how to detect if a dictionary has been modified ?

Glenn Linderman v+python at g.nevcal.com
Sun Nov 23 22:25:02 CET 2008


On approximately 11/23/2008 9:50 AM, came the following characters from 
the keyboard of Arnaud Delobelle:
> Glenn Linderman <v+python at g.nevcal.com> writes:
>
>   
>> On approximately 11/23/2008 1:40 AM, came the following characters
>> from the keyboard of Steven D'Aprano:
>>     
>>> On Sun, 23 Nov 2008 01:18:17 -0800, bearophileHUGS wrote
>>>       
>>>> Stef Mientki:
>>>>     
>>>>         
>>>>> I would like to detect if a dictionary has been changed. So I would
>>>>> like to have a modified-flag.
>>>>>       
>>>>>           
>>>> A solution is of course to create a SDict class, that works like a
>>>> normal dict, and also watches for changes and has an extra boolean
>>>> attribute.
>>>>     
>>>>         
>>> What does the S stand for?
>>>
>>> Untested and possibly incomplete:
>>>
>>> def factory(methodname, cls=dict, flag=True):
>>>     def method(self, *args, **kwargs):
>>>         self.modified = flag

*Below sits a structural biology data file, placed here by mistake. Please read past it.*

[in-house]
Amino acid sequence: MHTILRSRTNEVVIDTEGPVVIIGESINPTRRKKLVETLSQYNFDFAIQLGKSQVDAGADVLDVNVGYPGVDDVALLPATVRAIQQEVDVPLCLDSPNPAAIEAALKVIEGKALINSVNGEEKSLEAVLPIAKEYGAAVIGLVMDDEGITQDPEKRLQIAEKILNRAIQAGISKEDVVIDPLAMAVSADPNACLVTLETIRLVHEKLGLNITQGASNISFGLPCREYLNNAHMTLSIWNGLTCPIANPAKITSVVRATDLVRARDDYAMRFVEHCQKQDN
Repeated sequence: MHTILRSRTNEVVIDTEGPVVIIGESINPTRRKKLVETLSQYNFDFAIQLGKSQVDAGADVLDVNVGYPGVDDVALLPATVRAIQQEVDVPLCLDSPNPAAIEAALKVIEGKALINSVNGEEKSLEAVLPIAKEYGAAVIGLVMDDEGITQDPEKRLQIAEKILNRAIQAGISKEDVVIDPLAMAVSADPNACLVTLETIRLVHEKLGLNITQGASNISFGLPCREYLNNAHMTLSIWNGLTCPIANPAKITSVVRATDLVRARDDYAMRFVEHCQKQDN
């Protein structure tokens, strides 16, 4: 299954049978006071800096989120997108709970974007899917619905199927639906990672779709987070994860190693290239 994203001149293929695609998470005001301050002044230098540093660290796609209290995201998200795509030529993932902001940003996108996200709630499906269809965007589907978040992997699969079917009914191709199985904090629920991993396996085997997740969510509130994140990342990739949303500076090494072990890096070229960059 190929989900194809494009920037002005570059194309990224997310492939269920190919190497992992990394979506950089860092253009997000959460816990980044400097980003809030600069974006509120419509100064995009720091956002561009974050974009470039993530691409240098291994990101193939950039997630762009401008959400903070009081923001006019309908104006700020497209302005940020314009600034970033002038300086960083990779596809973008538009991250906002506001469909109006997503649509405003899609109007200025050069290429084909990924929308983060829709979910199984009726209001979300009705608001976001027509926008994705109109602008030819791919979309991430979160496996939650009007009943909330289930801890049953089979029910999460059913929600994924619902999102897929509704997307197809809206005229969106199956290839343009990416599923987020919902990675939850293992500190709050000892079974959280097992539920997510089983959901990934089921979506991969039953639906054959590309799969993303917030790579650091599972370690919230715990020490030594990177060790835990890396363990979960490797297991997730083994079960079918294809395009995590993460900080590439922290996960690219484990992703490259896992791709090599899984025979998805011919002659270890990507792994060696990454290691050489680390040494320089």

>>>         return getattr(cls, methodname)(self, *args, **kwargs)
>>>     return method
>>>
>>>
>>> class SDict(dict):
>>>     __init__ = factory('__init__', flag=False)
>>>     __setitem__ = factory('__setitem__')
>>>     __delitem__ = factory('__delitem__')
>>>     clear = factory('clear')
>>>     pop = factory('pop')
>>>     popitem = factory('popitem')
>>>     setdefault = factory('setdefault')
>>>     update = factory('update')
>>>   
>>>       
>> Interesting technique.  I must point out, though, that it doesn't
>> indicate if a dict has been changed, only that potentially changing
>> operations have been performed.  So it really depends on what Stef
>> originally meant by changed, and perhaps what is meant by == :)
>>
>> x = {'a', 3}
>>     
>
> You mean x = {'a': 3}!
>   

Indeed I did, thanks for the correction.

>> x['a'] = 3
>>
>> Whether x has been changed by the second statement is the open
>> question.  The above code would declare it has, but most people, when
>> shown before and after copies of the dict, with declare it hasn't.
>>     
>
> Good point.  What about
>
>   
>>>> d = {1: []}
>>>> d[1].append(2)
>>>>         
>
> Has d changed or not?
>   

Which just goes to show that the SDict implementation above is, as 
suspected by the author, incomplete for the purpose of detecting all 
changes to the dict, as well as detecting some that might not be 
perceived as changes.


-- 
Glenn -- http://nevcal.com/
===========================
A protocol is complete when there is nothing left to remove.
-- Stuart Cheshire, Apple Computer, regarding Zero Configuration Networking




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